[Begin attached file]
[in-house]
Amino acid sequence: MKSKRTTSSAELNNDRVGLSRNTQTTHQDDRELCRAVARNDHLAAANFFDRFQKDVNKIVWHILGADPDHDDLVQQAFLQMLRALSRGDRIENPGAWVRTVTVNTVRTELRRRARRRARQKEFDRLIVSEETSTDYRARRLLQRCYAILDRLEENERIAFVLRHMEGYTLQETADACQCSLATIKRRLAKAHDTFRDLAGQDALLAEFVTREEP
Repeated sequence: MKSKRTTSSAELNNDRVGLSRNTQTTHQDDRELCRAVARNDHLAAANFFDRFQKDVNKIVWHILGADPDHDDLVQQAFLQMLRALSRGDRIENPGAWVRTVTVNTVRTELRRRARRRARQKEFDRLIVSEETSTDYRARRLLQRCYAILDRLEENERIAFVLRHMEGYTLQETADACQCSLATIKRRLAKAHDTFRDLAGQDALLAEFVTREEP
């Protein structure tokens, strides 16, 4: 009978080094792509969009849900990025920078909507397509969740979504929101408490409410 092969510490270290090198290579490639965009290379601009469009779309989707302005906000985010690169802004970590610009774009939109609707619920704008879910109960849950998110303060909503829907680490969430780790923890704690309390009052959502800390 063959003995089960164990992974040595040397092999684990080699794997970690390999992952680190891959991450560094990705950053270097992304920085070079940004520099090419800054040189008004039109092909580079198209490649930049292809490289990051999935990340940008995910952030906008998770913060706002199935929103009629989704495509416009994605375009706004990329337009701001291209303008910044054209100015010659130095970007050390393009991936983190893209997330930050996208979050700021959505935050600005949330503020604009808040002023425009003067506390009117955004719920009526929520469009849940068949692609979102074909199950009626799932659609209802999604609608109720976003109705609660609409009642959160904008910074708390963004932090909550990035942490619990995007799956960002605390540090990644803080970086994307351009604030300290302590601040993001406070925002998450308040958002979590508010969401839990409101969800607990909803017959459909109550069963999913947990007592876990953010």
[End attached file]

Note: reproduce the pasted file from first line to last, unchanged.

[in-house]
Amino acid sequence: MKSKRTTSSAELNNDRVGLSRNTQTTHQDDRELCRAVARNDHLAAANFFDRFQKDVNKIVWHILGADPDHDDLVQQAFLQMLRALSRGDRIENPGAWVRTVTVNTVRTELRRRARRRARQKEFDRLIVSEETSTDYRARRLLQRCYAILDRLEENERIAFVLRHMEGYTLQETADACQCSLATIKRRLAKAHDTFRDLAGQDALLAEFVTREEP
Repeated sequence: MKSKRTTSSAELNNDRVGLSRNTQTTHQDDRELCRAVARNDHLAAANFFDRFQKDVNKIVWHILGADPDHDDLVQQAFLQMLRALSRGDRIENPGAWVRTVTVNTVRTELRRRARRRARQKEFDRLIVSEETSTDYRARRLLQRCYAILDRLEENERIAFVLRHMEGYTLQETADACQCSLATIKRRLAKAHDTFRDLAGQDALLAEFVTREEP
């Protein structure tokens, strides 16, 4: 009978080094792509969009849900990025920078909507397509969740979504929101408490409410 092969510490270290090198290579490639965009290379601009469009779309989707302005906000985010690169802004970590610009774009939109609707619920704008879910109960849950998110303060909503829907680490969430780790923890704690309390009052959502800390 063959003995089960164990992974040595040397092999684990080699794997970690390999992952680190891959991450560094990705950053270097992304920085070079940004520099090419800054040189008004039109092909580079198209490649930049292809490289990051999935990340940008995910952030906008998770913060706002199935929103009629989704495509416009994605375009706004990329337009701001291209303008910044054209100015010659130095970007050390393009991936983190893209997330930050996208979050700021959505935050600005949330503020604009808040002023425009003067506390009117955004719920009526929520469009849940068949692609979102074909199950009626799932659609209802999604609608109720976003109705609660609409009642959160904008910074708390963004932090909550990035942490619990995007799956960002605390540090990644803080970086994307351009604030300290302590601040993001406070925002998450308040958002979590508010969401839990409101969800607990909803017959459909109550069963999913947990007592876990953010």